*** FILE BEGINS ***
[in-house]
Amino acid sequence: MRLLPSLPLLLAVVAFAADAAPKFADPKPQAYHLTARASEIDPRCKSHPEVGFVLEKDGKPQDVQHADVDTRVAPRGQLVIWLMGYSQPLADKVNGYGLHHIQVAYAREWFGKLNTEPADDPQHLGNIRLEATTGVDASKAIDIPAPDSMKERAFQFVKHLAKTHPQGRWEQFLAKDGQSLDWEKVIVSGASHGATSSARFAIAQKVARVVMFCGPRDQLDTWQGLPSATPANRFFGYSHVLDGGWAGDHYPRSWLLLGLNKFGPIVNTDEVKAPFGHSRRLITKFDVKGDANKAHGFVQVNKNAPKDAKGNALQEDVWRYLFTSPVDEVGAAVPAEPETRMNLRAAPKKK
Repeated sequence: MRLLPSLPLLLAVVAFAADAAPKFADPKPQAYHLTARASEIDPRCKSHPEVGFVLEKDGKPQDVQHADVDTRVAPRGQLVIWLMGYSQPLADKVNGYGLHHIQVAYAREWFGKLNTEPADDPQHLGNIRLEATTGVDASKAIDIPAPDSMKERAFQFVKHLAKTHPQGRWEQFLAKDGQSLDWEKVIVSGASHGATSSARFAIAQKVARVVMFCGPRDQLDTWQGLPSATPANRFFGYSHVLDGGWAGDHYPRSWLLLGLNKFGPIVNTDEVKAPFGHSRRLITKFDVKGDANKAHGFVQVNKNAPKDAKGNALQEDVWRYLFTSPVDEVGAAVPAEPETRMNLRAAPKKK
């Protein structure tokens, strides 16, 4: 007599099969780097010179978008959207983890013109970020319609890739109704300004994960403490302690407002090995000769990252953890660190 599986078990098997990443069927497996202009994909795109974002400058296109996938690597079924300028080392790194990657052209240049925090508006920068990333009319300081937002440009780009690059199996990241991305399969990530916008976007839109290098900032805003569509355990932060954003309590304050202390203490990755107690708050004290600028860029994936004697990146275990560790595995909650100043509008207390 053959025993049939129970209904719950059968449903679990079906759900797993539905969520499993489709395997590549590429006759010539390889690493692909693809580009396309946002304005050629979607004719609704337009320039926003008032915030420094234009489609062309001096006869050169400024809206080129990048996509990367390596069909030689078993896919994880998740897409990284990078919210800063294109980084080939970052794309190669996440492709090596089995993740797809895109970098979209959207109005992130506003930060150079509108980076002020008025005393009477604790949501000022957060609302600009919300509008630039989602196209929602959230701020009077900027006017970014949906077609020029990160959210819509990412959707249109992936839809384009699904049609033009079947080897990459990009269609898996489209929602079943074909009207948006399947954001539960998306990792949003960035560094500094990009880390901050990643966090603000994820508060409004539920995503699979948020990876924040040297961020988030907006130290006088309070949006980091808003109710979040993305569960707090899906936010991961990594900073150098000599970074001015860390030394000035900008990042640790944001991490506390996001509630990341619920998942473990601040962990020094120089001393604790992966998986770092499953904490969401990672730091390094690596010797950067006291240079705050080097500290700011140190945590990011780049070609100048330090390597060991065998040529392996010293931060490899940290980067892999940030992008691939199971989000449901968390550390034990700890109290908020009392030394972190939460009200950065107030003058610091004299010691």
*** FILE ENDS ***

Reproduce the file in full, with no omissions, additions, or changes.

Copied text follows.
[in-house]
Amino acid sequence: MRLLPSLPLLLAVVAFAADAAPKFADPKPQAYHLTARASEIDPRCKSHPEVGFVLEKDGKPQDVQHADVDTRVAPRGQLVIWLMGYSQPLADKVNGYGLHHIQVAYAREWFGKLNTEPADDPQHLGNIRLEATTGVDASKAIDIPAPDSMKERAFQFVKHLAKTHPQGRWEQFLAKDGQSLDWEKVIVSGASHGATSSARFAIAQKVARVVMFCGPRDQLDTWQGLPSATPANRFFGYSHVLDGGWAGDHYPRSWLLLGLNKFGPIVNTDEVKAPFGHSRRLITKFDVKGDANKAHGFVQVNKNAPKDAKGNALQEDVWRYLFTSPVDEVGAAVPAEPETRMNLRAAPKKK
Repeated sequence: MRLLPSLPLLLAVVAFAADAAPKFADPKPQAYHLTARASEIDPRCKSHPEVGFVLEKDGKPQDVQHADVDTRVAPRGQLVIWLMGYSQPLADKVNGYGLHHIQVAYAREWFGKLNTEPADDPQHLGNIRLEATTGVDASKAIDIPAPDSMKERAFQFVKHLAKTHPQGRWEQFLAKDGQSLDWEKVIVSGASHGATSSARFAIAQKVARVVMFCGPRDQLDTWQGLPSATPANRFFGYSHVLDGGWAGDHYPRSWLLLGLNKFGPIVNTDEVKAPFGHSRRLITKFDVKGDANKAHGFVQVNKNAPKDAKGNALQEDVWRYLFTSPVDEVGAAVPAEPETRMNLRAAPKKK
């Protein structure tokens, strides 16, 4: 007599099969780097010179978008959207983890013109970020319609890739109704300004994960403490302690407002090995000769990252953890660190 599986078990098997990443069927497996202009994909795109974002400058296109996938690597079924300028080392790194990657052209240049925090508006920068990333009319300081937002440009780009690059199996990241991305399969990530916008976007839109290098900032805003569509355990932060954003309590304050202390203490990755107690708050004290600028860029994936004697990146275990560790595995909650100043509008207390 053959025993049939129970209904719950059968449903679990079906759900797993539905969520499993489709395997590549590429006759010539390889690493692909693809580009396309946002304005050629979607004719609704337009320039926003008032915030420094234009489609062309001096006869050169400024809206080129990048996509990367390596069909030689078993896919994880998740897409990284990078919210800063294109980084080939970052794309190669996440492709090596089995993740797809895109970098979209959207109005992130506003930060150079509108980076002020008025005393009477604790949501000022957060609302600009919300509008630039989602196209929602959230701020009077900027006017970014949906077609020029990160959210819509990412959707249109992936839809384009699904049609033009079947080897990459990009269609898996489209929602079943074909009207948006399947954001539960998306990792949003960035560094500094990009880390901050990643966090603000994820508060409004539920995503699979948020990876924040040297961020988030907006130290006088309070949006980091808003109710979040993305569960707090899906936010991961990594900073150098000599970074001015860390030394000035900008990042640790944001991490506390996001509630990341619920998942473990601040962990020094120089001393604790992966998986770092499953904490969401990672730091390094690596010797950067006291240079705050080097500290700011140190945590990011780049070609100048330090390597060991065998040529392996010293931060490899940290980067892999940030992008691939199971989000449901968390550390034990700890109290908020009392030394972190939460009200950065107030003058610091004299010691």